The eSSIF-Lab terminology process is a method for recognizing misunderstandings as such, and creating or maintaining definitions that resolve them. It helps parties that work together to realize certain objectives (in some scope) by enabling them to establish a terminology that has the property that every party has the same understanding of each of its terms, and that each of these terms is relevant for the realizations of these objectives.
This process focuses on the creation and maintenance of qualitatively good definitions, i.e. definitions that satisfy the following quality criteria:
- the definition is associated with a scope that is explicitly defined, i.e. any party can unambiguously determine whether or not the definition applies;
- the criteria of the definition are well-formed, meaning that all stakeholders make the same judgements c.q. reach the same conclusions when using these criteria in a given situation that is relevant within the scope.
- the definition is relevant, which means that stakeholders have identified cases that demonstrate how the use of this definition helps them realize their objectives and/or address issues that prevent them from doing so, or they have agreed that relevance is obvious.
- there is consensus between the stakeholders regarding the term - the actual word or phrase - that is to be used to refer to (unidentified, or arbitrary, or specific) entities that satisfy the criterion.
This process does not prohibit that definitions may satisfy other criteria, or be associated with other attributes so that they may become better suited to serve other purposes as well. For example, a definition that is to be used in an educational context may be required to come with examples, and/or explanations about why the distinction is made as it is.
Creating or Changing a Definition
The process (step) for creating and/or changing a definition starts with a request to this end.
Processing this request, which includes deciding whether or not to service it in the first place, should be done by one or more stakeholders of the term. After all, they are the ones that contribute to the realization of the objectives for which the term was defined, and hence need to ensure they can (keep) work(ing) with it.note
This doesn't mean that others Of course, it doesn't mean that others cannot have good ideas, but whether or not that is the case is for the stakeholders to decide. Too often do we see e.g. people adding terms to a glossary for purposes that don't serve the objectives.
We do not prescribe any specific way for stakeholders to process the request. We only state the conditions that anyone can check to see if the work is done, which is the case when the definition qualifies as a 'good definition' according to the criteria stated above. Thus, stakeholders can do whatever they deem appropriate, as long as the end result satisfies these criteria.
If the set of stakeholders is too large to be practical for satisfying these criteria, they may appoint one (or a small committee) of them as a 'terminology officer' or 'curator', i.e. the one that is tasked with processing such requests and bringing that processing to a satisfactory end.
Conflict Mediation and Resolution
We have experienced many situations in which terms were not used 'in the right way'. This is not problematic per se. Going back to the example of the coffee cup, one of the students may observe that coffee is being served in something that he does not consider to be a cup. If he reacts by saying how surprised he is to find out that cups are more varied than he thought so far, this is an expression of having obtained a new insight, and having learned in an enjoyable fashion. From our perspective, he values the importance of the criterion higher than the importance of being right in the definition that he has (unconsciously) used himself.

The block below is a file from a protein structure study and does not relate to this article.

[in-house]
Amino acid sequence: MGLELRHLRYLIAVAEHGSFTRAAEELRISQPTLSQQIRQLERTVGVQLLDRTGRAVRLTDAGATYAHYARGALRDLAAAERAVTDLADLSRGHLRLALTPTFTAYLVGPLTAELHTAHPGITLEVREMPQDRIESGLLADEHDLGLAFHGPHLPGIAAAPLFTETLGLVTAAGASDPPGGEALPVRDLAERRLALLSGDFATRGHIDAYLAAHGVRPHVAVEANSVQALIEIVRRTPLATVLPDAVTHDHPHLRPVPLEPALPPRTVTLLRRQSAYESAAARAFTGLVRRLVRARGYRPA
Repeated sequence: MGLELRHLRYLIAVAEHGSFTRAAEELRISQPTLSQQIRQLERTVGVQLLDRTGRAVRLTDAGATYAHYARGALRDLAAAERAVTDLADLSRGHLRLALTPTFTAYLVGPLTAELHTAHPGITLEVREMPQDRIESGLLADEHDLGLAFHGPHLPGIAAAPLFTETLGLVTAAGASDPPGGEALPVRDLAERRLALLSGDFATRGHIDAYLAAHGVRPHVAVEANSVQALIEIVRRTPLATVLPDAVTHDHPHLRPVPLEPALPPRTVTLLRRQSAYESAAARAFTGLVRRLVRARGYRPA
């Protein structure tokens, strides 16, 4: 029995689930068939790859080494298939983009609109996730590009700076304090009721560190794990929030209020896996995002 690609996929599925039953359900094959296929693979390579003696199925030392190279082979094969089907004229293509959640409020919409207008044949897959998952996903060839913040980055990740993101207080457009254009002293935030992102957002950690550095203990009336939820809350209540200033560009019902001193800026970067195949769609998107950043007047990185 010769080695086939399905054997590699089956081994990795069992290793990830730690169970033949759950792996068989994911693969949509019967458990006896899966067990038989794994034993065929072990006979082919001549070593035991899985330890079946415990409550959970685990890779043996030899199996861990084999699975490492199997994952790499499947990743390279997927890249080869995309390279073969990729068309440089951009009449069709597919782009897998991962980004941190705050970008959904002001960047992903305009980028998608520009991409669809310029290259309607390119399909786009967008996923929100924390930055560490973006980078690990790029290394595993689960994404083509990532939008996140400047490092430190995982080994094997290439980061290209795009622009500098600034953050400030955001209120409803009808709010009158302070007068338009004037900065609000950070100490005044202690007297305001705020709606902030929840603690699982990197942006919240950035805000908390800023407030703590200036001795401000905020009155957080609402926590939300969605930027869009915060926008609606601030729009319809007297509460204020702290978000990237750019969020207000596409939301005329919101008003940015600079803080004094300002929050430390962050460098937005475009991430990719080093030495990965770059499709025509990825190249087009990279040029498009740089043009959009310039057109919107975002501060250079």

However, we often find that people feel strongly about what is the 'right' definition of a term, even though they have problems in providing a good definition, i.e. one that is both relevant and well-formed. This often leads to debates that in the end do not have a satisfactory conclusion.
If you find yourself in such a discussion, there are several things that you can do to revert this situation. The first thing is to verify that the participants are sufficiently motivated to have an outcome that is good for all – even if that means they will have to acknowledge that they were not right all the way. We assume that a sufficiently motivated group of participants can agree that definitions should have the properties that we have defined for being a good definition. You may want to explicitly establish this assumption, and explain that these properties prevent misunderstandings, cater for better cooperation as you get a common 'picture' of what you are doing, and what is relevant for that and what is not. And yes, it may seem to take more time than usual. However, we see this as a sure sign that spending this time now and resolving the issue will save us multiple such times where the issue is not resolved in a manner that is satisfactory to all participants: such issues will persist in popping up. Some people may need to experience this for themselves before accepting that this is the case.
Even after having established that participants are motivated to come to a good definition, participants may have strong feelings about the meaning of terms or the phrasing of a definition, and object to review that. In such cases, it may help to state the scope of the definition that you are trying to agree on, e.g. being a project you all work on, or the discussion that you are having. Then, you can explain that the definition you are trying to pin down is only applicable in that scope, which means that strong feelings about the meaning of the term or the phrasing of a definition are ok in other context, and that the definition for the term that you are trying to define does not pose a threat to these contexts. We have seen this intervention have a relativizing effect on people, as it allows them to participate without having to give up their opinions (for other contexts).
Another intervention that you can do when the scope is clear, yet the discussions go all over the place, is clearly stating when you are trying to formulate a criterion and assess its well-formedness, and when you are establishing the relevance of the distinction that you attempt to make. When assessing relevance, the task is to come up with situations that call for the need to make the envisaged distinction. But you should not surrender to the temptation to already apply (one of the) criteria that may lie around. When you are trying to formulate or choose a criterion and assess its well-formedness, the task is to throw these (relevant) situations at the criterion, and ONLY find out whether or not stakeholders make the same distinction. As you alternate between these two tasks, you may find that at some point in time,